Accessories for the Professional Music Photographer
I’ll make this section brief because I really want to move on to the important areas of shooting at Concerts and Festivals. We have a lot of ground still to cover! There are a number of other important pieces of kit you’ll need for working as a Professional Music Photographer. Some may sound common sense, but I’ll cover them anyway.
Flash – Buy what you can afford. You can’t use flash at concerts while artists are performing. It’s for backstage, crowds and generic festival imagery only. There’s a lot of after market flash units that won’t break the bank.
Cases / Rucksacks – I swear by Peli-Cases. Ten Years old and never had a problem. The pressurized hard case, floatable and holds a lot of gear. These are heavy, so not the best for festivals. For urban venues, it’s on wheels and a great bit of kit to wheel and save your arms. Get a decent waterproof rucksack with lots of compartments that will handle a minimum of two cameras, 3 lenses, laptop, all your accessories. Buy small, you’ll buy twice. That’s from experience.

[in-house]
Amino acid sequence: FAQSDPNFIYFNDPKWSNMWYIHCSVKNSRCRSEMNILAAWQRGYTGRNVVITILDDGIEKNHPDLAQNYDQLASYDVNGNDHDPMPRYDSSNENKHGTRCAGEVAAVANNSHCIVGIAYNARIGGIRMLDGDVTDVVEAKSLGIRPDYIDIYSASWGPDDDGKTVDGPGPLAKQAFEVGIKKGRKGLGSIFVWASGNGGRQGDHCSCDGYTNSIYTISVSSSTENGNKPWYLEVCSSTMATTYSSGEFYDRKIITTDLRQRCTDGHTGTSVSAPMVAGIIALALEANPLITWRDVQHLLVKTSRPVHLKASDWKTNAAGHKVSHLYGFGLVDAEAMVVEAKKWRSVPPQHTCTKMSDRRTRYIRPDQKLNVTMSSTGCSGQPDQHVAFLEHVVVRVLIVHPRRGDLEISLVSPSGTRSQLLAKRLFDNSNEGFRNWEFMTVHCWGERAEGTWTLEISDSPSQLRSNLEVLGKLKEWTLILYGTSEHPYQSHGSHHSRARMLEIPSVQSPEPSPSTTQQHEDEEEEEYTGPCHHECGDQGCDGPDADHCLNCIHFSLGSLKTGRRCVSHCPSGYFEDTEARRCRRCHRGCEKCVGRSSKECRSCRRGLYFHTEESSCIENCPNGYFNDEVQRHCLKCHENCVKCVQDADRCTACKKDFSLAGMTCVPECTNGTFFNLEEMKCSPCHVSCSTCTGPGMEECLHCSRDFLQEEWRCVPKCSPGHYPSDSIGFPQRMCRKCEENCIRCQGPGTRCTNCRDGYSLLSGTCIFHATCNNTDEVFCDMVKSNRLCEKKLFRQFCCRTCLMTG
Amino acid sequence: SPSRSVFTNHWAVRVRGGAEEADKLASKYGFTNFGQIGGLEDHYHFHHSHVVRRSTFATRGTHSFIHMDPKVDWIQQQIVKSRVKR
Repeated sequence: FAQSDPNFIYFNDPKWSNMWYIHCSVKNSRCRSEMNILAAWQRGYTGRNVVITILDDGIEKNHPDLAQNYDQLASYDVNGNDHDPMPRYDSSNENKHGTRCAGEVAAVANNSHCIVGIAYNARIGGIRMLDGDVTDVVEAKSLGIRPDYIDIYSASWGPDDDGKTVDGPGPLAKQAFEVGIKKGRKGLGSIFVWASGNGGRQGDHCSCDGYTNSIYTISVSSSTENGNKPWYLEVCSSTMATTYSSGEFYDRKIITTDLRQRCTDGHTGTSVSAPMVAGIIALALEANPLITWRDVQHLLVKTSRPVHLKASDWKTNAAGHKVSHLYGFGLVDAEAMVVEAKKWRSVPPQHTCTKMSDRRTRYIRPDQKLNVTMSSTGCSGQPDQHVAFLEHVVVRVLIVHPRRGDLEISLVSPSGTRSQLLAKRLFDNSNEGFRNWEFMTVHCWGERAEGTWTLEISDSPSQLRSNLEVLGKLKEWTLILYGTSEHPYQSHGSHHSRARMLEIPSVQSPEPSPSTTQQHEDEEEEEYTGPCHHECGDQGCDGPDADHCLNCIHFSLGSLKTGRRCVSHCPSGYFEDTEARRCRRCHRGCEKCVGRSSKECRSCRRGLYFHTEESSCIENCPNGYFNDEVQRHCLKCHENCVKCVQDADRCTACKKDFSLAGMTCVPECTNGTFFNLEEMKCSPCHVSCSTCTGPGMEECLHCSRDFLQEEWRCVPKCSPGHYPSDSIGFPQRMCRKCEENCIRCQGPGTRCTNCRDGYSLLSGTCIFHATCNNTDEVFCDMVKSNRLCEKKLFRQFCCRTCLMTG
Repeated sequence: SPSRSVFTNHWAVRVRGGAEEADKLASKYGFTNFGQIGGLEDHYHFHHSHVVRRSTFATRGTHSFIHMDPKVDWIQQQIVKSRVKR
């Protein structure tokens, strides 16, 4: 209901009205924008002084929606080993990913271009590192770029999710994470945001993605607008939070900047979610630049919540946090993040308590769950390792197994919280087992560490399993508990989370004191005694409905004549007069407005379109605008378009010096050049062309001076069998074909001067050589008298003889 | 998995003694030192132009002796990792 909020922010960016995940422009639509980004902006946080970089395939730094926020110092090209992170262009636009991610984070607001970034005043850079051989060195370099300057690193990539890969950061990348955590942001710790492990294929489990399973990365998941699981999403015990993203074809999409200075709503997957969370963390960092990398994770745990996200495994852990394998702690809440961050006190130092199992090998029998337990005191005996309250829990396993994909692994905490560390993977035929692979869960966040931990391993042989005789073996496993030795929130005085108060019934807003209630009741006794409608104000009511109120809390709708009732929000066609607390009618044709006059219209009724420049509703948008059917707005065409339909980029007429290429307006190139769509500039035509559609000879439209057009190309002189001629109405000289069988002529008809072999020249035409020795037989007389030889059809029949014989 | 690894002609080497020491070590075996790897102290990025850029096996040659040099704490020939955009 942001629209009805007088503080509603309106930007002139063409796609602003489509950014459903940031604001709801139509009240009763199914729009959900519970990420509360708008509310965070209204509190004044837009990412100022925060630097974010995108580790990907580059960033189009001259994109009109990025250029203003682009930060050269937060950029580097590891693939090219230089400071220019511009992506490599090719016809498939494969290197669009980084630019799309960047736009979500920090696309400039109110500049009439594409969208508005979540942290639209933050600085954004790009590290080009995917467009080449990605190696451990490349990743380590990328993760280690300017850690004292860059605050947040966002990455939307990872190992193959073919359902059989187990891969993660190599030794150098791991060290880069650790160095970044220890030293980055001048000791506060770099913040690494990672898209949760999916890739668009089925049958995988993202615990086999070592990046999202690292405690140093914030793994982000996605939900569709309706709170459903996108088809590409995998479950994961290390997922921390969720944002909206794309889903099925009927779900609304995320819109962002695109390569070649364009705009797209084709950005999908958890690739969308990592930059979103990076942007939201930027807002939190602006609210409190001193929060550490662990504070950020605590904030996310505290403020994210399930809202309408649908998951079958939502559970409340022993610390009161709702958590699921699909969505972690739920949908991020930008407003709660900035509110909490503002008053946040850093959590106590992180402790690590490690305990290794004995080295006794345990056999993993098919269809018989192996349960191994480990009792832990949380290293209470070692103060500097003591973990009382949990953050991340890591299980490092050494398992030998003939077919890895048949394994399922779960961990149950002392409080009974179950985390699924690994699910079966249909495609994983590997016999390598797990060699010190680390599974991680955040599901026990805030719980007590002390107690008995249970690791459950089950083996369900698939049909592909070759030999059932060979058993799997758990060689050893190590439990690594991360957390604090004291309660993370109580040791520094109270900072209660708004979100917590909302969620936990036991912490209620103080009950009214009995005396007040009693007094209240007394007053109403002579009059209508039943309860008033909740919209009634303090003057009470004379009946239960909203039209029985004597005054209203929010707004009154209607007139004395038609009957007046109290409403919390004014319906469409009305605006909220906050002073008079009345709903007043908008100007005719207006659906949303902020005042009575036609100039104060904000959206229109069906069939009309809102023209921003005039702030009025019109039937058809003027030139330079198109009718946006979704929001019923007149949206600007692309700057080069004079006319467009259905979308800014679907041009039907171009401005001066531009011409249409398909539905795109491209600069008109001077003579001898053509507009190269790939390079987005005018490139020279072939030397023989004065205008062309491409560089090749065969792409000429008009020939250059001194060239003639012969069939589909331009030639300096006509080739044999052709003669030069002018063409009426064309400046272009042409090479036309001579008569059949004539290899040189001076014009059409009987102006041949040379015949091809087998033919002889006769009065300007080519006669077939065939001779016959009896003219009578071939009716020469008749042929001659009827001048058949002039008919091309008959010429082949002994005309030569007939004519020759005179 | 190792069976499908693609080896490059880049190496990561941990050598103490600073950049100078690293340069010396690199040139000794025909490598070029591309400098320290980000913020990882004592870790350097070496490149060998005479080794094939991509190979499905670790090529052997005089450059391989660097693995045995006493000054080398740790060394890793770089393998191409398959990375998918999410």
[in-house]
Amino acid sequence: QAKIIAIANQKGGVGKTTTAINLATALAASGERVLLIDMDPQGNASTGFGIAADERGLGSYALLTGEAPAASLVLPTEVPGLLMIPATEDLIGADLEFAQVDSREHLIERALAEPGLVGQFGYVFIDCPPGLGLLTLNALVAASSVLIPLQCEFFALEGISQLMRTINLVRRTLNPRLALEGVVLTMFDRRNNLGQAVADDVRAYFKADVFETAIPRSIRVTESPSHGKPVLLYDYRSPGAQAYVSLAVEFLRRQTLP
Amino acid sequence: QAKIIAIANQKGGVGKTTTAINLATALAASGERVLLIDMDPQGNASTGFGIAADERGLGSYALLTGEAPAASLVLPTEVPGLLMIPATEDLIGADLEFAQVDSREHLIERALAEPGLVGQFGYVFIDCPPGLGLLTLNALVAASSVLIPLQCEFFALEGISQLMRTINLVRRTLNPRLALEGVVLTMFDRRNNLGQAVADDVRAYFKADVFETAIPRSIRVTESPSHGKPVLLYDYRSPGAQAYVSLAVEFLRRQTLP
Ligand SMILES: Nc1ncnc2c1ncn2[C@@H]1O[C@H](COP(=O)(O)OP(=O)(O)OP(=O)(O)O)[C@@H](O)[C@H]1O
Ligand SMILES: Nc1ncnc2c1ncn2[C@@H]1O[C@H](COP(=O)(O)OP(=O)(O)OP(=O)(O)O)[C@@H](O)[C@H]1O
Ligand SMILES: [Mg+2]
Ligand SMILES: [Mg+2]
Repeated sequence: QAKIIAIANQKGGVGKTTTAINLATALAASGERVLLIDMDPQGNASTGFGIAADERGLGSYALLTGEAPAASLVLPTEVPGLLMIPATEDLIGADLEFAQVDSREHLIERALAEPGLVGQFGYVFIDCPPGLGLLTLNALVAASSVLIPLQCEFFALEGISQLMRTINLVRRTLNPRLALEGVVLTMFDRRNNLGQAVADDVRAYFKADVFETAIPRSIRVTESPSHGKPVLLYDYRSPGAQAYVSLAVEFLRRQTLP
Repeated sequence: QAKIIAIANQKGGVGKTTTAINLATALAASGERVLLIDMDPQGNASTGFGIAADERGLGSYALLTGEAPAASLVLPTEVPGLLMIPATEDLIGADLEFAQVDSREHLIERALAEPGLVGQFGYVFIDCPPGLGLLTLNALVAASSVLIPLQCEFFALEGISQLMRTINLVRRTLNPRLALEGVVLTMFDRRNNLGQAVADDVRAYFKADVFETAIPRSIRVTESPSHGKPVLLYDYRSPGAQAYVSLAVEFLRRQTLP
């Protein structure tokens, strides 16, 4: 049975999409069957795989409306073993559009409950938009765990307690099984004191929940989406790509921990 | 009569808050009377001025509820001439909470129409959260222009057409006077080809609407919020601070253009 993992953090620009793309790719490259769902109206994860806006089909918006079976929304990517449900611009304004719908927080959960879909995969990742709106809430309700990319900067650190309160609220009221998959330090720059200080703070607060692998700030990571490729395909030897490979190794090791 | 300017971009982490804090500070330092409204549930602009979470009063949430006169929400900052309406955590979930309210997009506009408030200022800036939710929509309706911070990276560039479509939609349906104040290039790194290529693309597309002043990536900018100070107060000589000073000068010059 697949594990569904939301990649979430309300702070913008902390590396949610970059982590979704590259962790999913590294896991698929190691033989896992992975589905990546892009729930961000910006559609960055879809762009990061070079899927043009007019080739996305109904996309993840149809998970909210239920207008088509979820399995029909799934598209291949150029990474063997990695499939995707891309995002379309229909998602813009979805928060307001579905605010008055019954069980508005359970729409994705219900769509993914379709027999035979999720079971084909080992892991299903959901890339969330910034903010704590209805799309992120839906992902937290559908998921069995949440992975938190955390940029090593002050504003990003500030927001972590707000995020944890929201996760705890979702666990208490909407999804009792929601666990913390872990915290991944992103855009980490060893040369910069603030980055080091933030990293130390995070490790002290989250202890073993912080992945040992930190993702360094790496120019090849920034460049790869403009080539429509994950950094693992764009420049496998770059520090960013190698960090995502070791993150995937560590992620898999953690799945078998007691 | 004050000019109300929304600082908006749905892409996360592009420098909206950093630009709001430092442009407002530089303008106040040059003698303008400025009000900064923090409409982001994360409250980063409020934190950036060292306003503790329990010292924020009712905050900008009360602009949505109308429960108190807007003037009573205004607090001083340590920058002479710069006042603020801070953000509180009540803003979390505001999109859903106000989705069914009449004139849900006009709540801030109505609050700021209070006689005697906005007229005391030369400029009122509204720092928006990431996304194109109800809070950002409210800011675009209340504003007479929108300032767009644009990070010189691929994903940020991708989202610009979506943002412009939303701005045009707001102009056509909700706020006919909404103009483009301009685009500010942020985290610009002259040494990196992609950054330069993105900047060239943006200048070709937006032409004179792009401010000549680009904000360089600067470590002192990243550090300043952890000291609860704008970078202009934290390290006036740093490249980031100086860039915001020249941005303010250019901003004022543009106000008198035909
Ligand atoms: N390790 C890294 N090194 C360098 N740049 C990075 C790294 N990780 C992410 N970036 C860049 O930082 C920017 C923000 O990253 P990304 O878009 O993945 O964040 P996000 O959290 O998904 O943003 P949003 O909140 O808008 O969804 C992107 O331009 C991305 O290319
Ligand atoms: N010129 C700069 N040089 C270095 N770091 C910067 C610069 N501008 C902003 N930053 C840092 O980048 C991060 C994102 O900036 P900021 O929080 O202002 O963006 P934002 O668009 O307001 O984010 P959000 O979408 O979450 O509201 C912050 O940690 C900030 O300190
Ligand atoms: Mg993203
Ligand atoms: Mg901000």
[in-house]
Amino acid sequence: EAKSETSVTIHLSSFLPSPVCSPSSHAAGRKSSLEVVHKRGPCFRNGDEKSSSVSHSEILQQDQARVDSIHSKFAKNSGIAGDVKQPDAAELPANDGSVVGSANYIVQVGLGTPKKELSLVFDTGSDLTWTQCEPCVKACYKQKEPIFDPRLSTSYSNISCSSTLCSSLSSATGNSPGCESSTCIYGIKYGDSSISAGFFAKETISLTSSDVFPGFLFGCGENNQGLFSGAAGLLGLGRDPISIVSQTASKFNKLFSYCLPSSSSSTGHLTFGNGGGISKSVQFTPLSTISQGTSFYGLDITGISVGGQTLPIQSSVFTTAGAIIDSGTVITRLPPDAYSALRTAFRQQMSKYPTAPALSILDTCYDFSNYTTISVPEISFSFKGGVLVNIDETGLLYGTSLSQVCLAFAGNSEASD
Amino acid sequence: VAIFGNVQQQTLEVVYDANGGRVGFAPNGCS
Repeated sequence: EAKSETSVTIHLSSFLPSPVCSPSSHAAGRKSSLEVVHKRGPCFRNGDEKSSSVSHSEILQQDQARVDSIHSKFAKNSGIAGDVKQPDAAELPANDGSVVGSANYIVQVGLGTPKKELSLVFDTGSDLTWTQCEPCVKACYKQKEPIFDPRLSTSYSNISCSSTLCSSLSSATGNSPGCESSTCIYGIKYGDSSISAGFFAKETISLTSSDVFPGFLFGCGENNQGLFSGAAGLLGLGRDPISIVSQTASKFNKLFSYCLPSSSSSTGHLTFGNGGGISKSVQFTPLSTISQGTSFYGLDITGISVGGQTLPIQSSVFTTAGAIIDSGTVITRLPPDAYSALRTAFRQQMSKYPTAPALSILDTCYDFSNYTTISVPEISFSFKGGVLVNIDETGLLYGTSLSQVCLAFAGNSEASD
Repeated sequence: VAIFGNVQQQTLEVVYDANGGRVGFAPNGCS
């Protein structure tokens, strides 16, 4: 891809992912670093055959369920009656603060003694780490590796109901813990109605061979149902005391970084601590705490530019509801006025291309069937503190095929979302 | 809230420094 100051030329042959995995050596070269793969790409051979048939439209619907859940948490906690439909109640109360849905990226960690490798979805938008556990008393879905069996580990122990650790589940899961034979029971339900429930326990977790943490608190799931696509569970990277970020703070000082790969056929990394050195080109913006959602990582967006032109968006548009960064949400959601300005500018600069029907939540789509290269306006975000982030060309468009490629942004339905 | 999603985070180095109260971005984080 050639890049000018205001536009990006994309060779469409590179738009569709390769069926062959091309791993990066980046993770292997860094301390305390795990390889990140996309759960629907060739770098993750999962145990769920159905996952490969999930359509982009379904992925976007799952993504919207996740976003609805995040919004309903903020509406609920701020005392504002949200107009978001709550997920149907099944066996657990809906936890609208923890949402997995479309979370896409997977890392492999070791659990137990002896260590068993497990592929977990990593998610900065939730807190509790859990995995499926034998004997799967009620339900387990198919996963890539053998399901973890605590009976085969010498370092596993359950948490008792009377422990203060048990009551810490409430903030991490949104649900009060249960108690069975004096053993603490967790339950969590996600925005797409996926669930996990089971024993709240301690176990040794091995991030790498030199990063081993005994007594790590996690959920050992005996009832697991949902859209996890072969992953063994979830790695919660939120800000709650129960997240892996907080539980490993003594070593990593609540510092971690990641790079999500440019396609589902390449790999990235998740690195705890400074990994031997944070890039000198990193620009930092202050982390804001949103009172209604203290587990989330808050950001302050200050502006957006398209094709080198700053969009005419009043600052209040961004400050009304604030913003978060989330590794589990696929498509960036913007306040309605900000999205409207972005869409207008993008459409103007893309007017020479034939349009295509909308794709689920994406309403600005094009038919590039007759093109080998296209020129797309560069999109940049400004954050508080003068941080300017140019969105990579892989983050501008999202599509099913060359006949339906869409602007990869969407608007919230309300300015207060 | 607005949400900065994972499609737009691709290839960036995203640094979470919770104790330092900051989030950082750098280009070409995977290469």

Camera Straps – Walking around for 12 hours shooting with heavy kit means your shoulders will know about it. Buy a strap that’s comfortable and allows easy access to lift your cameras up when using. Buy an uncomfortable strap will make you miserable. I use a Holdfastgear and swear by the Moneymaker strap. I’ve worn this now for 5 years and it’s amazing. But again, all personal choice.
Earplugs – You won’t get in the pit at any decent concert without earplugs. It’s a piece of safety equipment that will pay dividends if you invest in decent bespoke plugs. Go to a specialist hearing aid outlet and they will mold earplugs dedicated to music to your own ear. Expensive. Of course, they are. But you get what you pay for and they are an investment to save your hearing in later life.